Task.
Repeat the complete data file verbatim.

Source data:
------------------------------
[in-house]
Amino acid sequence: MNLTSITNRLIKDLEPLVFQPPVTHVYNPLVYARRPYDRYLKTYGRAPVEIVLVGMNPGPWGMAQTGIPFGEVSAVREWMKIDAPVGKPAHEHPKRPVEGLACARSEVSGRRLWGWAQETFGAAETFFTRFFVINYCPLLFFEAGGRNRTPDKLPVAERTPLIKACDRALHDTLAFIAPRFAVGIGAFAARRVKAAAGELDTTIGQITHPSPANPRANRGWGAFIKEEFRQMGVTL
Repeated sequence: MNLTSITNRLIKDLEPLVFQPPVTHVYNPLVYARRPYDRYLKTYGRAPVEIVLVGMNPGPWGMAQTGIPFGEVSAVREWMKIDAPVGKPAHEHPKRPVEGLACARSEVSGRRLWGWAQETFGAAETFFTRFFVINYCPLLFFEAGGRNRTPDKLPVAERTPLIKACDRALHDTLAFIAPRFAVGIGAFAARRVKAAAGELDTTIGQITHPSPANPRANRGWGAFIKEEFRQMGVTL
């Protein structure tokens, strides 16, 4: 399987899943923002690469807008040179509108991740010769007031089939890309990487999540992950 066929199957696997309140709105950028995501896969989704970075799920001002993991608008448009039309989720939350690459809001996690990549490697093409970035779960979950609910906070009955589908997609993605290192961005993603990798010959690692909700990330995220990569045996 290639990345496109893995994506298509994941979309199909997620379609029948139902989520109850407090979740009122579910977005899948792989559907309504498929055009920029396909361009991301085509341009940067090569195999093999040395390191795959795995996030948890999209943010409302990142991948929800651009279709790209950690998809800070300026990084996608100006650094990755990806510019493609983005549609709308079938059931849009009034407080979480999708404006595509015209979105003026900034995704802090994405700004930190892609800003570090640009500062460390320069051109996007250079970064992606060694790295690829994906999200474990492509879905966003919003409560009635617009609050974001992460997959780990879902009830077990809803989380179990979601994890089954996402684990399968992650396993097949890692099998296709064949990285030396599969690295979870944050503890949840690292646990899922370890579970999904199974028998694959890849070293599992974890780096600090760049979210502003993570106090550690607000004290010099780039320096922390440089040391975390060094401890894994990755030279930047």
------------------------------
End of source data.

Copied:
[in-house]
Amino acid sequence: MNLTSITNRLIKDLEPLVFQPPVTHVYNPLVYARRPYDRYLKTYGRAPVEIVLVGMNPGPWGMAQTGIPFGEVSAVREWMKIDAPVGKPAHEHPKRPVEGLACARSEVSGRRLWGWAQETFGAAETFFTRFFVINYCPLLFFEAGGRNRTPDKLPVAERTPLIKACDRALHDTLAFIAPRFAVGIGAFAARRVKAAAGELDTTIGQITHPSPANPRANRGWGAFIKEEFRQMGVTL
Repeated sequence: MNLTSITNRLIKDLEPLVFQPPVTHVYNPLVYARRPYDRYLKTYGRAPVEIVLVGMNPGPWGMAQTGIPFGEVSAVREWMKIDAPVGKPAHEHPKRPVEGLACARSEVSGRRLWGWAQETFGAAETFFTRFFVINYCPLLFFEAGGRNRTPDKLPVAERTPLIKACDRALHDTLAFIAPRFAVGIGAFAARRVKAAAGELDTTIGQITHPSPANPRANRGWGAFIKEEFRQMGVTL
């Protein structure tokens, strides 16, 4: 399987899943923002690469807008040179509108991740010769007031089939890309990487999540992950 066929199957696997309140709105950028995501896969989704970075799920001002993991608008448009039309989720939350690459809001996690990549490697093409970035779960979950609910906070009955589908997609993605290192961005993603990798010959690692909700990330995220990569045996 290639990345496109893995994506298509994941979309199909997620379609029948139902989520109850407090979740009122579910977005899948792989559907309504498929055009920029396909361009991301085509341009940067090569195999093999040395390191795959795995996030948890999209943010409302990142991948929800651009279709790209950690998809800070300026990084996608100006650094990755990806510019493609983005549609709308079938059931849009009034407080979480999708404006595509015209979105003026900034995704802090994405700004930190892609800003570090640009500062460390320069051109996007250079970064992606060694790295690829994906999200474990492509879905966003919003409560009635617009609050974001992460997959780990879902009830077990809803989380179990979601994890089954996402684990399968992650396993097949890692099998296709064949990285030396599969690295979870944050503890949840690292646990899922370890579970999904199974028998694959890849070293599992974890780096600090760049979210502003993570106090550690607000004290010099780039320096922390440089040391975390060094401890894994990755030279930047």